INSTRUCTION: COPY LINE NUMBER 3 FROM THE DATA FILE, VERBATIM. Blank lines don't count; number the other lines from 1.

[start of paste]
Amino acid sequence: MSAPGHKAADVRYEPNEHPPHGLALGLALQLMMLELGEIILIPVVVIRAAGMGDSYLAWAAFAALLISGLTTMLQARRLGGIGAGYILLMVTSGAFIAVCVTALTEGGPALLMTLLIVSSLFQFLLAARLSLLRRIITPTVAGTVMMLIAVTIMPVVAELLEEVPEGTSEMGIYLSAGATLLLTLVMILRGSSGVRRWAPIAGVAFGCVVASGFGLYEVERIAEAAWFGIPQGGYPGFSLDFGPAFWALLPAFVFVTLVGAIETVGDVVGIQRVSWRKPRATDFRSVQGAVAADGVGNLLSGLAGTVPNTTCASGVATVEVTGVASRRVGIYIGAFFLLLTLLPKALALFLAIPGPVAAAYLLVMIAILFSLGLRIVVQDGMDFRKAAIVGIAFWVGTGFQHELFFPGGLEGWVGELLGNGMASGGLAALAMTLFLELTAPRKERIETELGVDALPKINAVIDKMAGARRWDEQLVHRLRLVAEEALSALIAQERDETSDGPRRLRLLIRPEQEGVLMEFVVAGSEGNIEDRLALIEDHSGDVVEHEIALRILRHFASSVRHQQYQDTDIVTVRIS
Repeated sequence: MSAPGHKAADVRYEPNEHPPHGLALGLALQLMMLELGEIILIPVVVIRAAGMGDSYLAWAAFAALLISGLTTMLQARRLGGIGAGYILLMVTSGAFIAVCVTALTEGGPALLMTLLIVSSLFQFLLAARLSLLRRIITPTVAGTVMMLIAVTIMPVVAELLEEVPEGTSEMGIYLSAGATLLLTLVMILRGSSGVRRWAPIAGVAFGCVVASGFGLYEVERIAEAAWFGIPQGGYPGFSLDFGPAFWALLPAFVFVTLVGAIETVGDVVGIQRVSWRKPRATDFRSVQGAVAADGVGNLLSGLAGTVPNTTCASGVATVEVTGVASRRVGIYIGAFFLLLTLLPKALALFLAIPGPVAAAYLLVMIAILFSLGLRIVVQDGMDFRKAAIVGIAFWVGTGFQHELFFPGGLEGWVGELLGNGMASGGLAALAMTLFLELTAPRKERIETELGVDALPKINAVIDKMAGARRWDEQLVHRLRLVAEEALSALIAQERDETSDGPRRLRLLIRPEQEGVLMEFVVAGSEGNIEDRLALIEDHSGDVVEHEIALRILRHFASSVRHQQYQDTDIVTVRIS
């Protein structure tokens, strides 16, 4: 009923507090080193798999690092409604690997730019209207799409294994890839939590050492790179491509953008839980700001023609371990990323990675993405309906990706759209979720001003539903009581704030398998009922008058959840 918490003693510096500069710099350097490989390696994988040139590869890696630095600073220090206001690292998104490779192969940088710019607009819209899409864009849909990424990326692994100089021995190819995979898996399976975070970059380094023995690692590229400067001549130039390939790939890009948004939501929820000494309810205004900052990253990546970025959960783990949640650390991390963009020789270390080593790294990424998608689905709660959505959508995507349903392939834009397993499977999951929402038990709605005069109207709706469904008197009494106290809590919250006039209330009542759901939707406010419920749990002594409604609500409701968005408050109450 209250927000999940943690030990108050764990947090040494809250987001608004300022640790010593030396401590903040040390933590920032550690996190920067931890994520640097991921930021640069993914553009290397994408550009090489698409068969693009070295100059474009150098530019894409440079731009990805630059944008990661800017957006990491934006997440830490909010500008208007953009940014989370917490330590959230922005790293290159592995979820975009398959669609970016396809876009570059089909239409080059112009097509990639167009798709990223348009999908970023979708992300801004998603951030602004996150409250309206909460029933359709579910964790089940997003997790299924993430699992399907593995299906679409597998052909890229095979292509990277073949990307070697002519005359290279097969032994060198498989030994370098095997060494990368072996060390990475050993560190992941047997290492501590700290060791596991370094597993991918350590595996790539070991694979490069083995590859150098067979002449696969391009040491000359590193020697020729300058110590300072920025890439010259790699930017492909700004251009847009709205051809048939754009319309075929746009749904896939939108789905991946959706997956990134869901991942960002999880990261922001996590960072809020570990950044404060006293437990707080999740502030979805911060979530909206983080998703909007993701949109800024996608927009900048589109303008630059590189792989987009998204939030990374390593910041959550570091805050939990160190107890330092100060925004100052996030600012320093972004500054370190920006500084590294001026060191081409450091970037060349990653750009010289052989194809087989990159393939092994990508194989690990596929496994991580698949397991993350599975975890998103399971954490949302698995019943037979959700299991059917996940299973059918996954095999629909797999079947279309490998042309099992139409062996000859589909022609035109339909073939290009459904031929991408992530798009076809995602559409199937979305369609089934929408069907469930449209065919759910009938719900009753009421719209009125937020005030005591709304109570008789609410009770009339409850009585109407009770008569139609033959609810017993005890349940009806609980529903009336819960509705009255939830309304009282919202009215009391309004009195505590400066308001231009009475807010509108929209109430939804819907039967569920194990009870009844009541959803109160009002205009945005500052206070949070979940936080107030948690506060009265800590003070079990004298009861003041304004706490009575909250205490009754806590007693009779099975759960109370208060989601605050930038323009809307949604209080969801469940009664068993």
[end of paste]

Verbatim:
């Protein structure tokens, strides 16, 4: 009923507090080193798999690092409604690997730019209207799409294994890839939590050492790179491509953008839980700001023609371990990323990675993405309906990706759209979720001003539903009581704030398998009922008058959840 918490003693510096500069710099350097490989390696994988040139590869890696630095600073220090206001690292998104490779192969940088710019607009819209899409864009849909990424990326692994100089021995190819995979898996399976975070970059380094023995690692590229400067001549130039390939790939890009948004939501929820000494309810205004900052990253990546970025959960783990949640650390991390963009020789270390080593790294990424998608689905709660959505959508995507349903392939834009397993499977999951929402038990709605005069109207709706469904008197009494106290809590919250006039209330009542759901939707406010419920749990002594409604609500409701968005408050109450 209250927000999940943690030990108050764990947090040494809250987001608004300022640790010593030396401590903040040390933590920032550690996190920067931890994520640097991921930021640069993914553009290397994408550009090489698409068969693009070295100059474009150098530019894409440079731009990805630059944008990661800017957006990491934006997440830490909010500008208007953009940014989370917490330590959230922005790293290159592995979820975009398959669609970016396809876009570059089909239409080059112009097509990639167009798709990223348009999908970023979708992300801004998603951030602004996150409250309206909460029933359709579910964790089940997003997790299924993430699992399907593995299906679409597998052909890229095979292509990277073949990307070697002519005359290279097969032994060198498989030994370098095997060494990368072996060390990475050993560190992941047997290492501590700290060791596991370094597993991918350590595996790539070991694979490069083995590859150098067979002449696969391009040491000359590193020697020729300058110590300072920025890439010259790699930017492909700004251009847009709205051809048939754009319309075929746009749904896939939108789905991946959706997956990134869901991942960002999880990261922001996590960072809020570990950044404060006293437990707080999740502030979805911060979530909206983080998703909007993701949109800024996608927009900048589109303008630059590189792989987009998204939030990374390593910041959550570091805050939990160190107890330092100060925004100052996030600012320093972004500054370190920006500084590294001026060191081409450091970037060349990653750009010289052989194809087989990159393939092994990508194989690990596929496994991580698949397991993350599975975890998103399971954490949302698995019943037979959700299991059917996940299973059918996954095999629909797999079947279309490998042309099992139409062996000859589909022609035109339909073939290009459904031929991408992530798009076809995602559409199937979305369609089934929408069907469930449209065919759910009938719900009753009421719209009125937020005030005591709304109570008789609410009770009339409850009585109407009770008569139609033959609810017993005890349940009806609980529903009336819960509705009255939830309304009282919202009215009391309004009195505590400066308001231009009475807010509108929209109430939804819907039967569920194990009870009844009541959803109160009002205009945005500052206070949070979940936080107030948690506060009265800590003070079990004298009861003041304004706490009575909250205490009754806590007693009779099975759960109370208060989601605050930038323009809307949604209080969801469940009664068993």